The New New Thing, Again

The New New Thing, Again

MPG: unofficial thoughts, whimsical critiques, and occasional cultural commentary

Matthew Pratt Guterl, Professor of Africana studies and American studies
Brown University

Someone referred to mixed race children as particularly “beautiful” the other day, and it made me think of this:

In 1993, the cover of Time magazine featured a fresh-faced young woman, designated the “New Face of America.” For twenty years, this image has circulated as a referent for the new, new thing, for the mixed-race future gestating in a womb somewhere in the U.S.  Often, it is embraced enthusiastically, and “she” is offered up as an icon for a pretty and happy future.  Sometimes, the image is described as a way-too-seductive advertisement for race-suicide. (That last link is NSFW and, really, not safe for any decent human being).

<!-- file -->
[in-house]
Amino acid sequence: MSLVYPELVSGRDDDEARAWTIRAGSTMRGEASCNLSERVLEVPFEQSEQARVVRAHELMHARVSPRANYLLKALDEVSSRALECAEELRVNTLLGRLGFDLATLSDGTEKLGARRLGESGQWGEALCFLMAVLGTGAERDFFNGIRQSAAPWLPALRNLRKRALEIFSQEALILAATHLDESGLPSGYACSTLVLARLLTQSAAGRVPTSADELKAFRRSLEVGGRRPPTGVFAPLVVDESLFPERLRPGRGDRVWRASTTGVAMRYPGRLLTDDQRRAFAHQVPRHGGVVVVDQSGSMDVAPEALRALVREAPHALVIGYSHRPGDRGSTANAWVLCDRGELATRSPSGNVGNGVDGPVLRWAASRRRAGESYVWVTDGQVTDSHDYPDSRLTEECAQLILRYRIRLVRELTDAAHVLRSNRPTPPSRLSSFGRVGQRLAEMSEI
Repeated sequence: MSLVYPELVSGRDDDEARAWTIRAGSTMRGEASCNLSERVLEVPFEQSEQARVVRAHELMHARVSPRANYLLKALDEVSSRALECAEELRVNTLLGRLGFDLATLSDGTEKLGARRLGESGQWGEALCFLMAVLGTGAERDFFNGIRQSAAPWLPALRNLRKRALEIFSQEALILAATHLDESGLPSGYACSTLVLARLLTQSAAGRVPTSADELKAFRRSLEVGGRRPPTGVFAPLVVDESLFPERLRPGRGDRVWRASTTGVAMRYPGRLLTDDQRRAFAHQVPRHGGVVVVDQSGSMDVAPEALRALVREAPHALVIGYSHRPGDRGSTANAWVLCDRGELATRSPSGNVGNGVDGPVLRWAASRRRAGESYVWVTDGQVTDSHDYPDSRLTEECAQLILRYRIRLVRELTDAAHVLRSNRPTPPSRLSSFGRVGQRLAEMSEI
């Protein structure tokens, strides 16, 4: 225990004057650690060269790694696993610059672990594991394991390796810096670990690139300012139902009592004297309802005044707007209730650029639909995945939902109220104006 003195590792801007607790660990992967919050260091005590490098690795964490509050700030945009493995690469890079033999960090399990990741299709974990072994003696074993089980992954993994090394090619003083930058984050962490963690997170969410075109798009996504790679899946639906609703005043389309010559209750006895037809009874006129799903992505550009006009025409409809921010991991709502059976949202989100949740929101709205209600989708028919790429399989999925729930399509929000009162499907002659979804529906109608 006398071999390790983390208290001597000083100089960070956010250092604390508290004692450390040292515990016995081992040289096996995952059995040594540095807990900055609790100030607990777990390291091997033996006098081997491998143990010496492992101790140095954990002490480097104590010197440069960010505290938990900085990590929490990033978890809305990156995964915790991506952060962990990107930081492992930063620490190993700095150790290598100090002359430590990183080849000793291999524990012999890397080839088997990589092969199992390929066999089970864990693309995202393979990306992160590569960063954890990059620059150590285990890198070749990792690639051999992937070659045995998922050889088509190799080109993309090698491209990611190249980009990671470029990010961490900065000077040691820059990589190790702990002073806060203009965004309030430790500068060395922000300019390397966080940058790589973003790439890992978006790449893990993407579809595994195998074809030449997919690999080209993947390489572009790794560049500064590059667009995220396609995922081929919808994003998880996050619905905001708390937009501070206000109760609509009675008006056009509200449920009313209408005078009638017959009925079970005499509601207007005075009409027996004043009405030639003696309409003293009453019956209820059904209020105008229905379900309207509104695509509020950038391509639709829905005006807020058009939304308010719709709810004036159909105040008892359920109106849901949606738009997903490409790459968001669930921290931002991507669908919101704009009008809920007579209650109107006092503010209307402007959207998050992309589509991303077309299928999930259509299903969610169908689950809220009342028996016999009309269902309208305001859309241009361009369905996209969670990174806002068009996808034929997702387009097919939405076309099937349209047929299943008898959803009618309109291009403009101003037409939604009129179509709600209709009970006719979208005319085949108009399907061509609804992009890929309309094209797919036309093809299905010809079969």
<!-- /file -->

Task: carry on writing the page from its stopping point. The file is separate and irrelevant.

“Take a good look at this woman,” the scrawl read, encouraging a close reading of her face.  “She was created by a computer.”  In truth, though, she wasn’t.  With brown eyes and light brown skin, she was imagined by renowned graphic artist Milton Glaser, conceived through software created by engineer Kim Wah Lam, a composite of hundreds of photographs taken by Ted Thai. A chorus line of willing employees in the Time Life building provided the visual DNA. The design team selected a handful of idealized “types,” borrowed features from them, and assembled the image by cutting the features out and stitching them together. The near future in digital flesh, “she” stood without clothes, with a slight smile and a direct gaze, and looked right into the eyes of the present tense.

Tellingly, every student sees “her” as “Mexican,” as if that national category were itself a precise synonym for mixture…

Read the entire article here.

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